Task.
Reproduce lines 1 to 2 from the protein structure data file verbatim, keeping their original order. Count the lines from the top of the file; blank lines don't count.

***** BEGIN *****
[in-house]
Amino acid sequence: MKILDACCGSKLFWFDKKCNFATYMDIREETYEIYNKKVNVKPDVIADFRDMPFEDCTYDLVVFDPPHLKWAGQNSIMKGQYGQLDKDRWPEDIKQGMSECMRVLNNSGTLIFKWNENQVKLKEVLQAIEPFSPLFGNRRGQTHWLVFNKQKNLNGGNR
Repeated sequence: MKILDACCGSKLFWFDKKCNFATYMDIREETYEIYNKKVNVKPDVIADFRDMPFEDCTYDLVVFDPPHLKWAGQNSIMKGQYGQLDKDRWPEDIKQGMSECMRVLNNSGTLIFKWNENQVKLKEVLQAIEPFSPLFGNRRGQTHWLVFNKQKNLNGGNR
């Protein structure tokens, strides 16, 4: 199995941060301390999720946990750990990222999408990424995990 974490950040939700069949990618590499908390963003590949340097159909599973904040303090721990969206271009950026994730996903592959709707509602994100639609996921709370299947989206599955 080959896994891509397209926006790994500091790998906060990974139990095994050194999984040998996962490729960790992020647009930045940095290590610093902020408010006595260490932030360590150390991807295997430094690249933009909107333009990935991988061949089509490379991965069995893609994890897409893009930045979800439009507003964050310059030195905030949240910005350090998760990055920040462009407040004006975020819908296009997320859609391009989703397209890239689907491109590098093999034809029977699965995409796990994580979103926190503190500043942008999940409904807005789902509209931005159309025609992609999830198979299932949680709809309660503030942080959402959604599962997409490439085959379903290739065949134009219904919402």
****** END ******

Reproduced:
[in-house]
Amino acid sequence: MKILDACCGSKLFWFDKKCNFATYMDIREETYEIYNKKVNVKPDVIADFRDMPFEDCTYDLVVFDPPHLKWAGQNSIMKGQYGQLDKDRWPEDIKQGMSECMRVLNNSGTLIFKWNENQVKLKEVLQAIEPFSPLFGNRRGQTHWLVFNKQKNLNGGNR